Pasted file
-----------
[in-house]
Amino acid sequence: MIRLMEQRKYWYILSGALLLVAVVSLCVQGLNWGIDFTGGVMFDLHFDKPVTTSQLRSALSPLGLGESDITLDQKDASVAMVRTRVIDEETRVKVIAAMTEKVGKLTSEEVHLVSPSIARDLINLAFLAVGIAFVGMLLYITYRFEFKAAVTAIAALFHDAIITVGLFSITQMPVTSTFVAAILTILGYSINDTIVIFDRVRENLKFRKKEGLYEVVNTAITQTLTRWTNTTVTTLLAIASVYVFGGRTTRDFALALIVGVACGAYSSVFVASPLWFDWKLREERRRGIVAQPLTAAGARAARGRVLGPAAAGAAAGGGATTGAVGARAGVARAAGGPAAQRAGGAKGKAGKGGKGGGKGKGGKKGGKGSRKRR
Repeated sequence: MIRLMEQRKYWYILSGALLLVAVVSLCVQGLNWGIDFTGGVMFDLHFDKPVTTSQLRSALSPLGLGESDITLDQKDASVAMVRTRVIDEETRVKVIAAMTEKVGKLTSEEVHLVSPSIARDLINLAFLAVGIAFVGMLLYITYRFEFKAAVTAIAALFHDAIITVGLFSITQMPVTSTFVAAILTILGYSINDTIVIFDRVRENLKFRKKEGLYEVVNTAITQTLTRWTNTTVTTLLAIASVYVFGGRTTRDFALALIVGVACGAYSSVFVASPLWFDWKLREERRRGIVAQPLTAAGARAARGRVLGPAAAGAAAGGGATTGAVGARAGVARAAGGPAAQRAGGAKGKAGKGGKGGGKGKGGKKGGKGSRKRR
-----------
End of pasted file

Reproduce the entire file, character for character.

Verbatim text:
[in-house]
Amino acid sequence: MIRLMEQRKYWYILSGALLLVAVVSLCVQGLNWGIDFTGGVMFDLHFDKPVTTSQLRSALSPLGLGESDITLDQKDASVAMVRTRVIDEETRVKVIAAMTEKVGKLTSEEVHLVSPSIARDLINLAFLAVGIAFVGMLLYITYRFEFKAAVTAIAALFHDAIITVGLFSITQMPVTSTFVAAILTILGYSINDTIVIFDRVRENLKFRKKEGLYEVVNTAITQTLTRWTNTTVTTLLAIASVYVFGGRTTRDFALALIVGVACGAYSSVFVASPLWFDWKLREERRRGIVAQPLTAAGARAARGRVLGPAAAGAAAGGGATTGAVGARAGVARAAGGPAAQRAGGAKGKAGKGGKGGGKGKGGKKGGKGSRKRR
Repeated sequence: MIRLMEQRKYWYILSGALLLVAVVSLCVQGLNWGIDFTGGVMFDLHFDKPVTTSQLRSALSPLGLGESDITLDQKDASVAMVRTRVIDEETRVKVIAAMTEKVGKLTSEEVHLVSPSIARDLINLAFLAVGIAFVGMLLYITYRFEFKAAVTAIAALFHDAIITVGLFSITQMPVTSTFVAAILTILGYSINDTIVIFDRVRENLKFRKKEGLYEVVNTAITQTLTRWTNTTVTTLLAIASVYVFGGRTTRDFALALIVGVACGAYSSVFVASPLWFDWKLREERRRGIVAQPLTAAGARAARGRVLGPAAAGAAAGGGATTGAVGARAGVARAAGGPAAQRAGGAKGKAGKGGKGGGKGKGGKKGGKGSRKRR